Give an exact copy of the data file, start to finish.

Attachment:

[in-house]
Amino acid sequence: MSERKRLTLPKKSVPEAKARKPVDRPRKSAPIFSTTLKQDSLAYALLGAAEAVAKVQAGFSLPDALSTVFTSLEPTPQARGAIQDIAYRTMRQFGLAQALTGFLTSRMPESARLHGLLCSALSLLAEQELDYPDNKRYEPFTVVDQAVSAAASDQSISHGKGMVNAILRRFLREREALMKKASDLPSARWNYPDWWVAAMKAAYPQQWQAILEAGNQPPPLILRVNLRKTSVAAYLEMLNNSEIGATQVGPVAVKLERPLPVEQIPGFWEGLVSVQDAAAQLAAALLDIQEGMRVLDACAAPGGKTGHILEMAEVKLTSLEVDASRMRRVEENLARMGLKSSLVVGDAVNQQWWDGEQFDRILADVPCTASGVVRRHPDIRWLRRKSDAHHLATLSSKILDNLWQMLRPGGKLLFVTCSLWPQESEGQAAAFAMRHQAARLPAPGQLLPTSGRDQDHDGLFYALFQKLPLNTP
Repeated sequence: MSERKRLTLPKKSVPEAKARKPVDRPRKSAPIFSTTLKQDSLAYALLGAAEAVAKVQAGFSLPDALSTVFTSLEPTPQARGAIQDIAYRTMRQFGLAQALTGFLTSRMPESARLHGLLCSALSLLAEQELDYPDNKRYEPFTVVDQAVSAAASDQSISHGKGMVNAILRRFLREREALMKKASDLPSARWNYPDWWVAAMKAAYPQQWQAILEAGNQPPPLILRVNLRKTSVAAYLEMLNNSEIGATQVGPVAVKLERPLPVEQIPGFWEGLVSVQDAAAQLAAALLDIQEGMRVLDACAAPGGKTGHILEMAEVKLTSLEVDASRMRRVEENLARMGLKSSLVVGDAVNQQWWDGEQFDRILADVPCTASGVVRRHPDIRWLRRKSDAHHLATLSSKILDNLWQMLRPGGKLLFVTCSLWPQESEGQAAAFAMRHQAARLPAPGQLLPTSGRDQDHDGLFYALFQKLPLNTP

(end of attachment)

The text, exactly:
[in-house]
Amino acid sequence: MSERKRLTLPKKSVPEAKARKPVDRPRKSAPIFSTTLKQDSLAYALLGAAEAVAKVQAGFSLPDALSTVFTSLEPTPQARGAIQDIAYRTMRQFGLAQALTGFLTSRMPESARLHGLLCSALSLLAEQELDYPDNKRYEPFTVVDQAVSAAASDQSISHGKGMVNAILRRFLREREALMKKASDLPSARWNYPDWWVAAMKAAYPQQWQAILEAGNQPPPLILRVNLRKTSVAAYLEMLNNSEIGATQVGPVAVKLERPLPVEQIPGFWEGLVSVQDAAAQLAAALLDIQEGMRVLDACAAPGGKTGHILEMAEVKLTSLEVDASRMRRVEENLARMGLKSSLVVGDAVNQQWWDGEQFDRILADVPCTASGVVRRHPDIRWLRRKSDAHHLATLSSKILDNLWQMLRPGGKLLFVTCSLWPQESEGQAAAFAMRHQAARLPAPGQLLPTSGRDQDHDGLFYALFQKLPLNTP
Repeated sequence: MSERKRLTLPKKSVPEAKARKPVDRPRKSAPIFSTTLKQDSLAYALLGAAEAVAKVQAGFSLPDALSTVFTSLEPTPQARGAIQDIAYRTMRQFGLAQALTGFLTSRMPESARLHGLLCSALSLLAEQELDYPDNKRYEPFTVVDQAVSAAASDQSISHGKGMVNAILRRFLREREALMKKASDLPSARWNYPDWWVAAMKAAYPQQWQAILEAGNQPPPLILRVNLRKTSVAAYLEMLNNSEIGATQVGPVAVKLERPLPVEQIPGFWEGLVSVQDAAAQLAAALLDIQEGMRVLDACAAPGGKTGHILEMAEVKLTSLEVDASRMRRVEENLARMGLKSSLVVGDAVNQQWWDGEQFDRILADVPCTASGVVRRHPDIRWLRRKSDAHHLATLSSKILDNLWQMLRPGGKLLFVTCSLWPQESEGQAAAFAMRHQAARLPAPGQLLPTSGRDQDHDGLFYALFQKLPLNTP